Ketamine therapy has been extensively researched for its effectiveness in treating major depressive disorder and treatment-resistant depression. However, the potential applications of ketamine often extend beyond depression. It is used for treating a variety of other disorders, including anxiety, substance abuse (encompassing alcohol, cocaine, and opioids), obsessive compulsive disorder (OCD), posttraumatic stress disorder (PTSD), suicidal ideation, eating disorders, and bipolar disorders.

Many individuals seek alternative treatments such as ketamine therapy to avoid the unpleasant side effects associated with oral antidepressants, such as decreased libido, weight gain, and disruptions in sleep and mood. Therefore, ketamine therapy might be considered an early alternative to traditional antidepressants, rather than being reserved solely for those labeled as treatment-resistant—defined as a lack of satisfactory response to at least two different antidepressant treatments administered at adequate doses and durations.

Depression:

  • After a single infusion, studies have shown a 71% response rate at day one, with peak antidepressant effects occurring at 24 hours.
  • A remission rate greater than 50% has been observed for depression following ketamine therapy.
  • The average time to relapse from another depressive episode is approximately three weeks after a single infusion of ketamine. However, multiple infusions, such as a series of six sessions, can extend the duration between recurrent depressive episodes, with symptom relief often lasting many months.
When ketamine therapy is combined with psychotherapy, as practiced at Innerbloom, the effects tend to be more pronounced and enduring. This approach may offer long-term relief from symptoms, reducing the need for recurrent ketamine treatments. In fact, most patients do not require ongoing therapy.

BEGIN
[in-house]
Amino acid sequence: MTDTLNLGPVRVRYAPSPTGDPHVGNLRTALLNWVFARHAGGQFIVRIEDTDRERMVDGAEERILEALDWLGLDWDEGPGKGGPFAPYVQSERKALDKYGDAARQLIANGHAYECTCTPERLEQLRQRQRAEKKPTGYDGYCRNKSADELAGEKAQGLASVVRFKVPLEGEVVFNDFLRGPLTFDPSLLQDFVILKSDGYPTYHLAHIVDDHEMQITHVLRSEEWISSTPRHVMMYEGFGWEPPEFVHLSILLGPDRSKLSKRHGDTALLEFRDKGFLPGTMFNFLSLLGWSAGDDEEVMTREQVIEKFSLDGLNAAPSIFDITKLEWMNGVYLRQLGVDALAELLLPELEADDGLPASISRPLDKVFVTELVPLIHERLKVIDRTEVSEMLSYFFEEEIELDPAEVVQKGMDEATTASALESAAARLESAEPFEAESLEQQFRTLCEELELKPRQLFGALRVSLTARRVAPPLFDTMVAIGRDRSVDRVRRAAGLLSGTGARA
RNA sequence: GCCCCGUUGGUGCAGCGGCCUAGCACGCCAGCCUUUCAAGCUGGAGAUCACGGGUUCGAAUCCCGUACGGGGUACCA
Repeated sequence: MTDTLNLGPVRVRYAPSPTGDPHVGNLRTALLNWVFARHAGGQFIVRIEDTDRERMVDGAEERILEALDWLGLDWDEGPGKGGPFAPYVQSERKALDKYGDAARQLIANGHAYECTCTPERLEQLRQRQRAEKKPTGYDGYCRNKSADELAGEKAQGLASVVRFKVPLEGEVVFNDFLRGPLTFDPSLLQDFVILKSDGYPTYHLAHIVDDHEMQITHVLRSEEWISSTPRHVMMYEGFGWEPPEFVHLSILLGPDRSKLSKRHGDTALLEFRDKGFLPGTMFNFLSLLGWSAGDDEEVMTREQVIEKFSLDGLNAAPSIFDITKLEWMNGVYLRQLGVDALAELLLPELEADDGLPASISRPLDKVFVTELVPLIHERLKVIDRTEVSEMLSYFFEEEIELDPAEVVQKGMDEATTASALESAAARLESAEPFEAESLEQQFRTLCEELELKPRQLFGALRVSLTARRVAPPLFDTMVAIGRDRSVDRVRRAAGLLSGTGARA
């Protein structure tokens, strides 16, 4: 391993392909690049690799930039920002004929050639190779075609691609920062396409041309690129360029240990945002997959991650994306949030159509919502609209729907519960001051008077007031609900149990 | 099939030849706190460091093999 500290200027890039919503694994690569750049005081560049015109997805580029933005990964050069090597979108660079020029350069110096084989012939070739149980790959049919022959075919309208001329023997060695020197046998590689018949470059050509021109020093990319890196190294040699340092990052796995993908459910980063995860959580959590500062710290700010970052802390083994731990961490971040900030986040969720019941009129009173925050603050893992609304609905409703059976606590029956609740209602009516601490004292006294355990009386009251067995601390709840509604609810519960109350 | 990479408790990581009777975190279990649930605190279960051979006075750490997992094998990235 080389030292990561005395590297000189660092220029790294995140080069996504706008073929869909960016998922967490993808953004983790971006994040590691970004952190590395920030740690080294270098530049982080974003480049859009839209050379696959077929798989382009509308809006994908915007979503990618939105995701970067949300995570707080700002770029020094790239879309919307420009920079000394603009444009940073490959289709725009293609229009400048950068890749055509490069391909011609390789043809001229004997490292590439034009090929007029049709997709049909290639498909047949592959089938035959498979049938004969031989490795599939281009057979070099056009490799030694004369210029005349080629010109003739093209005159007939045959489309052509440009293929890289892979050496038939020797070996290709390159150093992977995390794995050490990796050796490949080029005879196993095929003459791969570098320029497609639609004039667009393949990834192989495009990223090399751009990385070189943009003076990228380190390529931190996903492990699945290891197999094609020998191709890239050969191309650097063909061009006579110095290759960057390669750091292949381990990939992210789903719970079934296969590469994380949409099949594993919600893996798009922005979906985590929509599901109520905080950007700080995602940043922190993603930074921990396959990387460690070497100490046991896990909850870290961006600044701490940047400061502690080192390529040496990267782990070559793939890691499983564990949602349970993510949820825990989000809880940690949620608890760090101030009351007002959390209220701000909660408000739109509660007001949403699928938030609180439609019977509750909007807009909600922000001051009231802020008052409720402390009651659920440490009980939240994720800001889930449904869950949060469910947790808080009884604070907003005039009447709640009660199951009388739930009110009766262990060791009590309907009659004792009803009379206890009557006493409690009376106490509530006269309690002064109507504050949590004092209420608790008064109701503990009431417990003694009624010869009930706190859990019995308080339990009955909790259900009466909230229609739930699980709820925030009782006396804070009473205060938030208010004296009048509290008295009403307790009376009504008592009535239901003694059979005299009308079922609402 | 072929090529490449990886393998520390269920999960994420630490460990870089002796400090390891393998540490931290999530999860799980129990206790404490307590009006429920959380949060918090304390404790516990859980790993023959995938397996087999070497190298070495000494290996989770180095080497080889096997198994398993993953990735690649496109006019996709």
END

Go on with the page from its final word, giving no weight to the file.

Anxiety Disorders

  • Individuals with anxiety disorders often have comorbid depression, making ketamine an effective treatment for both conditions.
  • Studies have demonstrated significant benefits of ketamine for patients with anxiety and treatment-resistant depression. A single infusion of ketamine can alleviate anxiety symptoms within hours, with effects that may persist for up to two weeks.
  • The standard practice of administering repeated doses, involving six IV infusions, may significantly reduce anxiety levels, with a remarkable response rate of 83% as reported in studies utilizing a low dose range from 0.5 mg to 1 mg per kg.

Post Traumatic Stress Disorder (PTSD)

  • Many people mistakenly believe that PTSD only affects military personnel with combat experience. However, PTSD can arise from a broad range of traumatic experiences, including sexual assault, serious accidents, natural disasters, and other significant personal traumas.
  • Approximately one in three individuals who experience a severely traumatic event will develop PTSD.
  • The lifetime incidence of PTSD ranges between 6-9%, with rates around 13% among U.S. veterans.
  • Studies have demonstrated that individuals suffering from chronic PTSD can experience relief from symptoms as soon as 24 hours after receiving ketamine treatment.
  • Remission rates of up to 80% have been reported with repeated ketamine infusions—specifically, six infusions over a twelve-day period for PTSD.

Suicidal Ideation and Behaviors

  • On average, there are 132 suicides per day, or approximately one death every 11 minutes.
  • Clinical studies have demonstrated that a single ketamine infusion can significantly reduce suicidal thoughts within just one hour.